How will the SMCR affect in-house legal departments?
In December this year, the Senior Managers and Certification Regime (SMCR) will extend to all solo-regulated financial services firms. The regime has already been in force for insurers and reinsurers since December 2018, although many of the key compliance deadlines are set for later this year.
The SMCR is designed to improve accountability and the tone at the top at businesses following the global financial crisis. For a more comprehensive overview of the SMCR’s history and implementation, please click here.
However, the SMCR has proved controversial among in-house legal departments. Within the regime, ‘Senior Management Function 18 – Other Overall Responsibilities’ (SMF18) means a Senior Manager must be appointed to have responsibility over all areas of a business, including the legal function.
Unfortunately, this requirement creates significant difficulties for many in-house lawyers.
Why is SMF18 problematic?
The Law Society objected to the inclusion of in-house legal within the SMCR for three important reasons:
- The erosion of legal professional privilege;
- The potential for conflict of interest between lawyers and their employers; and
- Certain lawyers face double regulation.
Businesses rely on professional privilege in order to freely consult with their lawyers while safe in the knowledge that any information they reveal can’t be used against them at a later date.
The Law Society argued that an FCA investigation could place lawyers under pressure to waive privilege, either as a regulatory obligation or to disclose documents that showed they acted appropriately as a Senior Manager.
The FCA admitted lawyers face unique challenges under the SMCR. Despite this, the regulator initially confirmed the legal department is a key management function, meaning Heads of Legal and GCs should be assigned as Senior Managers if they are accountable to the board for in-house legal actions.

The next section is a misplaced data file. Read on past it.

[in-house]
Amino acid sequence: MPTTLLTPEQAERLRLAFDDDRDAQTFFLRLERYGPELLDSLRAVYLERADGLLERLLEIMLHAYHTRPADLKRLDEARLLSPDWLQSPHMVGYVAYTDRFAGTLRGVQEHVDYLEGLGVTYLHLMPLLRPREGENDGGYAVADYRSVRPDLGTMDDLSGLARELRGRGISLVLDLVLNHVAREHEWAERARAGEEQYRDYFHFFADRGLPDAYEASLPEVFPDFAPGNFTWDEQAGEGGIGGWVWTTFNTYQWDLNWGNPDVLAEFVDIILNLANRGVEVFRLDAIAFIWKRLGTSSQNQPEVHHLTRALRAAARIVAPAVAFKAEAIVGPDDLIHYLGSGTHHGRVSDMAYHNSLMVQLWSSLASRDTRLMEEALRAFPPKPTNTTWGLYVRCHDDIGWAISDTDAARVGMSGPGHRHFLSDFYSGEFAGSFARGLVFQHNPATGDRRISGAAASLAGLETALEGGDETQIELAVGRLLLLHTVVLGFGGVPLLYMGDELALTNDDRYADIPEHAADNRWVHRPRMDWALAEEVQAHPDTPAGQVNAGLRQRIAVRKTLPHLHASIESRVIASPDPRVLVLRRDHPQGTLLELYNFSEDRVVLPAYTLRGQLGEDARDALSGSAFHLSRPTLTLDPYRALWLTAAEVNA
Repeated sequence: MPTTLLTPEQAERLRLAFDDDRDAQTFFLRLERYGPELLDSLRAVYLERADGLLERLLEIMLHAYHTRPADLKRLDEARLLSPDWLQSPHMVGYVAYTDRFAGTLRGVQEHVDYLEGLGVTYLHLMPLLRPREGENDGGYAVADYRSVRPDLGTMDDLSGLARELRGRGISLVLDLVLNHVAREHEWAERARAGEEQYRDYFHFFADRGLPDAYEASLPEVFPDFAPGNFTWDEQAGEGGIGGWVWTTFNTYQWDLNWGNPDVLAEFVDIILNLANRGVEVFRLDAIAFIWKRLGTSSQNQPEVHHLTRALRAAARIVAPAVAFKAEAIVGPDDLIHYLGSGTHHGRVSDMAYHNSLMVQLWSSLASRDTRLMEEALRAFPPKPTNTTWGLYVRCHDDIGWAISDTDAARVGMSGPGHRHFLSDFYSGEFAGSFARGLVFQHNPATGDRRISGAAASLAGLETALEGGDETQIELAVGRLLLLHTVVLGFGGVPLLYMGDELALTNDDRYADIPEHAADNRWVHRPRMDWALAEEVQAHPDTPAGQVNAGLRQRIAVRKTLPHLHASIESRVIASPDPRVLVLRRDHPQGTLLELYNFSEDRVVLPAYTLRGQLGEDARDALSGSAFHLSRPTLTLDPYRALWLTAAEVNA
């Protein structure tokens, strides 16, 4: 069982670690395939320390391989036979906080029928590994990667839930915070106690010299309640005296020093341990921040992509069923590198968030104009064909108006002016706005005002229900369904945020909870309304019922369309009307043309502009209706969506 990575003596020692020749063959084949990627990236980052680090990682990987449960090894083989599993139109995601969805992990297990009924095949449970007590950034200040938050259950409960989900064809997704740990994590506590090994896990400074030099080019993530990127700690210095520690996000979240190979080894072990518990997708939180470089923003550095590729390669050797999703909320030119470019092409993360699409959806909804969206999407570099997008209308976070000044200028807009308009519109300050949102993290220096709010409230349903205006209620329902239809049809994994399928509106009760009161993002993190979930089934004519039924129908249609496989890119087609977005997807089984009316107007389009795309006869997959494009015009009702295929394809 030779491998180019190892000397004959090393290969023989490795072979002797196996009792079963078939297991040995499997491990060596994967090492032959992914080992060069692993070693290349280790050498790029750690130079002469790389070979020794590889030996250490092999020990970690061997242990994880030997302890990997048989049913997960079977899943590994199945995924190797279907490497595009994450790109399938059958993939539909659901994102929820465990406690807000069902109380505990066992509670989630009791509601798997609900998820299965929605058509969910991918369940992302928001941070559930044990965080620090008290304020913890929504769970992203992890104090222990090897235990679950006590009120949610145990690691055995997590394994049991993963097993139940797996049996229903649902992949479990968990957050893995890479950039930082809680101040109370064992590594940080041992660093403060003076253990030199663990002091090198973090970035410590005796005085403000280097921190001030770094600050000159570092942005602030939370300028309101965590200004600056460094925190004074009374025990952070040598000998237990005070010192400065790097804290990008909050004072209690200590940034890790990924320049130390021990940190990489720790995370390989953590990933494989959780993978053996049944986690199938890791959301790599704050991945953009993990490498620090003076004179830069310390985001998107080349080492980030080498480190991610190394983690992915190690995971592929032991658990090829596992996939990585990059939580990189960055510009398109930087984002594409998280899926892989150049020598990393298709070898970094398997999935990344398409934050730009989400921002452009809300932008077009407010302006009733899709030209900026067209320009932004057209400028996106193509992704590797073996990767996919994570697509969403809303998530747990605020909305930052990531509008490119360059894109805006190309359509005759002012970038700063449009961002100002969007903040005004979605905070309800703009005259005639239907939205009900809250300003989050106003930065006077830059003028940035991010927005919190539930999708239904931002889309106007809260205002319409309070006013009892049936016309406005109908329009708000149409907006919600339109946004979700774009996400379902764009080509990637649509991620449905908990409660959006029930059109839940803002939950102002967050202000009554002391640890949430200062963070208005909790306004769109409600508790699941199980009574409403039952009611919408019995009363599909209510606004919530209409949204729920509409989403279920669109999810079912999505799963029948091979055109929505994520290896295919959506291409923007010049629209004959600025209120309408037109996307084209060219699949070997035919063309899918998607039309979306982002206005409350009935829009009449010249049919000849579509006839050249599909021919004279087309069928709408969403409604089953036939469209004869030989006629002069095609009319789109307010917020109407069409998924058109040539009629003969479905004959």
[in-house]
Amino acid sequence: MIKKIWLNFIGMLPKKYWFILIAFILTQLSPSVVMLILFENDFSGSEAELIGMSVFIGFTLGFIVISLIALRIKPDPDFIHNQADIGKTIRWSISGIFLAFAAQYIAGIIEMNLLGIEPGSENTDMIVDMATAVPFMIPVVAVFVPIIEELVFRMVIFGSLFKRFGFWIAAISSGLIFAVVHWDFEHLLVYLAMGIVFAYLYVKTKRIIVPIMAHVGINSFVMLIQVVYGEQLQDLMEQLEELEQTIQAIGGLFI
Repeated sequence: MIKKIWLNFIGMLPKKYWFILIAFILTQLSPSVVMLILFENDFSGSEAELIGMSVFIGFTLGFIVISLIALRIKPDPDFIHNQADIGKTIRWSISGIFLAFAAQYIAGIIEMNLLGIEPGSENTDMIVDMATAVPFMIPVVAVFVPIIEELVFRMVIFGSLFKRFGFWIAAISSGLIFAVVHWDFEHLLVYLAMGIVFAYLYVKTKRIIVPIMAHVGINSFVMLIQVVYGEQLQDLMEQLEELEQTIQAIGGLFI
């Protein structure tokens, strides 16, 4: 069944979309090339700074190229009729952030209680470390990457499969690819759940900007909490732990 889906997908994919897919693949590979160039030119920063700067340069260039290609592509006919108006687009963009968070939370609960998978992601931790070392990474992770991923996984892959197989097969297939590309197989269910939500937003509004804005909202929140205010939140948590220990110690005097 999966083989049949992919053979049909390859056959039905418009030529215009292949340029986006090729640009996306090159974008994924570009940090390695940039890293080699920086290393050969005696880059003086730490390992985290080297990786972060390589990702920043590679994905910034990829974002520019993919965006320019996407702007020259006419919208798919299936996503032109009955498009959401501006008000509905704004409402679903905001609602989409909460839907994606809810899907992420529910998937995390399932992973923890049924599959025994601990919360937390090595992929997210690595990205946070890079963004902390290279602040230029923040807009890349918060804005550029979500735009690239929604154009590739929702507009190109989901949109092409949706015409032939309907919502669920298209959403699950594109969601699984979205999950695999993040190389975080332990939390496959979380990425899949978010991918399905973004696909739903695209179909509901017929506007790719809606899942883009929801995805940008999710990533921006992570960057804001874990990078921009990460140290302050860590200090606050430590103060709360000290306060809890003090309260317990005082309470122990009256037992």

This position was reaffirmed in a 2016 discussion paper, but the FCA committed to a consultation on the matter, which is currently underway.
— FCA (@TheFCA) 7 February 2019
What impact will the consultation have?
The FCA published the Optimising the SMCR and Feedback consultation paper last month. In welcome news for lawyers, the regulator has confirmed its intention to remove the legal function from the SMF18 requirement.
In other words, businesses will not have to approve Heads of Legal and equivalent roles as Senior Managers if the regulator’s current proposals are accepted. The FCA noted that in-house lawyers are already subject to the SMCR’s Individual Conduct Rules, providing the appropriate level of standards and propriety of staff without risking professional privilege or creating conflicts of interest.
The consultation paper is also exploring other proposals in efforts to optimise the regime, including:
- Introducing a notification requirement for intermediaries that have regulated revenues of more than £35 million, bringing them into the scope of the enhanced regime;
- The inclusion of Systems and Controls functions within the Certification Regime;
- The exclusion of purely administrative roles that participate in investment activities; and
- Applying Senior Manager Conduct Rule 4 to non-approved executive directors at Limited Scope firms.
What happens now?
The FCA’s consultation will close on April 23rd, with a final policy statement scheduled for publication in Q3 2019. The new proposals for Heads of Legal are therefore not set in stone yet, but serious opposition to the changes is unlikely, given the regulator’s own switch in stance on the matter.
Indeed, the Law Society has already applauded the announcement, adding that in-house teams can now breathe a sigh of relief.
“We’re delighted that the FCA agrees with the Law Society that GCs should not be included in the SMCR. This will ensure lawyers remain free to provide full and frank advice to their employer without the risk of a conflict of interest emerging,” said Vice-President Simon Davis.
“We opposed these proposals because not only would they put in-house counsel at risk of a conflict of interest with their employers, they would also have meant counsels were answering to two regulators, increasing the cost of doing business.”
Nevertheless, legal functions must still educate themselves on their responsibilities under the SMCR. As mentioned, Individual Conduct Rules will apply, and appropriate training must be carried out before the relevant deadlines to ensure compliance.
Does your in-house legal department have the skills and experience to navigate regulatory changes on the horizon? Please contact me on 020 7936 2601 or via email at firstname.lastname@example.org to discuss your recruitment needs.
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